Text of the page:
Mathematics has its roots in ancient cultures, both in practical matters such as how to build a pyramid, and in more philosophical and mystical matters.

Mathematics is one of the keys to understanding the modern world. Arithmetic is central to both our money systems and our computers. Computers themselves emerged out of the foundations of mathematics and questions as to what problems were effectively solvable.

In my own experience there are many aspects of reality that are hard to understand without a grasp of the related mathematical concepts. The problem is that it is relatively poorly understood, despite its place of prominence in modern school syllabi, and it is hard to teach well.


Explaining advanced mathematical topics to the average reader, or to point out interesting patterns that are not commonly known yet most people can see and appreciate is the domain of PopularMaths, which like PopularScience aims to explain the wonders of what modern mathematicians and scientists explore in ways that the average layman without a decade or so university experience has a chance of grasping.

IanStewart wrote a book called FromHereToInfinity which I read during my first year of an abandoned TheoreticalPhysics degree (from which I switched to mathematics, mainly studying PureMathematics). This gave me a fantastic intuitive overview of the wonders I was to explore, and I have to say that it inspired my learning much more than the actual teaching: I wanted to learn from lectures so that I could see what this book describe in full glorious detail.


Whilst I many not recommend the method itself as one to be studied, the book TheTrachtenbergSystemOfSpeedMathematics, which shows methods of doing MentalArithmetic more quickly, has various interesting ideas, along with what does and does not need to be trained by repeated practice.

My own view as to LearningBasicMaths is that we should learn from lessons learned in ComputerScience over the past few decades: first and foremost, to master a few basic generic techniques and learn how to apply them, rather than trying to cover every practical application as its own area of study.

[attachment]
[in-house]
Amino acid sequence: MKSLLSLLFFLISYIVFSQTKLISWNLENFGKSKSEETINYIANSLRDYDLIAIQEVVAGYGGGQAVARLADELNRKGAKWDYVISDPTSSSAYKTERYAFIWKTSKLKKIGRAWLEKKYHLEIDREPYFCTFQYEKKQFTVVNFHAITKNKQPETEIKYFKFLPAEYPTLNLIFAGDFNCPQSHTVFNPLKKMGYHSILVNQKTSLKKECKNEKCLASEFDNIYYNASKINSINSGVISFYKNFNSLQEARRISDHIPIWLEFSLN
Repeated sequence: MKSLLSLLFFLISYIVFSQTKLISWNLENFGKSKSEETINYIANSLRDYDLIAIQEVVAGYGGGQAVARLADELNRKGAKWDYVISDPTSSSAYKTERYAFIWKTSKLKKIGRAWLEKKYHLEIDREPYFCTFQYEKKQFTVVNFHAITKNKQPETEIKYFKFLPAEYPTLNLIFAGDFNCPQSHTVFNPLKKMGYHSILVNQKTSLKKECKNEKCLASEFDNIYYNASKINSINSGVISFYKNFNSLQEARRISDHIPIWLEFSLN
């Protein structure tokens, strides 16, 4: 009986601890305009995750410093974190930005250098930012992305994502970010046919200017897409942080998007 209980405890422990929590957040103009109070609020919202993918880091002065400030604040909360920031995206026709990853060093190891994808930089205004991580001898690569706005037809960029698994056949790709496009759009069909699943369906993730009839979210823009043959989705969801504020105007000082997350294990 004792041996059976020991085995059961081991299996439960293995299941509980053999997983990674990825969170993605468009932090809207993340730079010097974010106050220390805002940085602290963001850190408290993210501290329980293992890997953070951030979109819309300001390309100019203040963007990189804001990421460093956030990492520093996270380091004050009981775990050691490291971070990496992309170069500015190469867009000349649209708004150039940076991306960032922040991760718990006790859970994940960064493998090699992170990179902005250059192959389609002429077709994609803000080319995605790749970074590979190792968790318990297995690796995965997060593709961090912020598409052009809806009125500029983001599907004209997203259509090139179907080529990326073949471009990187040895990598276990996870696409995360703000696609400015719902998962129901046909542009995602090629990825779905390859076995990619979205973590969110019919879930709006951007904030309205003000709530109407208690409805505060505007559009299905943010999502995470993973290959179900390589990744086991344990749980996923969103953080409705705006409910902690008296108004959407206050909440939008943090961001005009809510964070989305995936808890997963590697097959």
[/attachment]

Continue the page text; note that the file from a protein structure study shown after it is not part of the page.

I would advocate learning passages of a non-mathematical nature by RoteMemory first, as is done with PassageMeditation, so that you are able to learn formal sequences of words with reasonable ease and reliability. For example, the first verse of PsalmFiftyOne reads:

Have mercy on me, O God,
according to your unfailing love;
according to your great compassion,
blot out my transgressions.
It is a nice meditative exercise to quietly and calmly repeat the words above, of longer fragments of this psalm, up to and including the whole psalm, to a slow and gentle rhythm, focussing as much on each word as possible.

When this practice is mastered, consider learning the following 'passage' in a similar formal way (that is, just learn what word comes after what without any interest in actual meaning: meaning and suchlike comes later):

One Two Three Four Five
Six Seven Eight Nine Ten
This is something we all learn as a child. Now consider:
Seven Fourteen Twentyone Twentyeight Thirtyfive
Fortytwo Fortynine Fiftysix Sixtythree Seventy
Which many of us would recognise as the seven times table. Next consider:
Five Twelve Nineteen Twentysix Thirtythree
Forty Fortyseven Fiftyfour Sixtyone Sixtyeight
This time we are taking the seven times table and subtracting two from each number. If you try to do this by actually working out, say, 'Fiftysix minus Two' in your head each time, you'll find that after repeating the sequence over for a few minutes your head will have had to work more than you might expect.

Eliminating mental effort is an undervalued key to doing maths well: it is only when we can do things effortlessly that we really start to see applications of what we have learned in reality. The reason is that if something takes effort, we must consider whether or not to do it, and in most cases this won't seem justified. As the effort required goes down it is easier to justify to yourself the idea of trying just because you can and it's easy; when it becomes as easy as reading and breathing you just get a feel for what will happen if you try to do something, and often you'll see things immediately.

This familiarity with the basics only comes with practice, and really only comes properly if things are done in a way that is relaxed, fun and joyful: if you dislike maths it just makes it harder for you.

If you think that this is too basic to be worth spending time on, and that there are more practical things to be learning, bear in mind that modern computers effectively use arithmetic and basic logic to repeatedly rearrange lists of numbers: and nothing else. You computer screen, so far as the computer is concerned, is just a list of numbers, or a few lists of numbers. An image in photoshop is just a few lists of numbers. A document in your wordprocessor is just a few lists of numbers. It is by doing a well chosen small set of simple things well, and doing them very quickly that the magic of the modern computer emerges.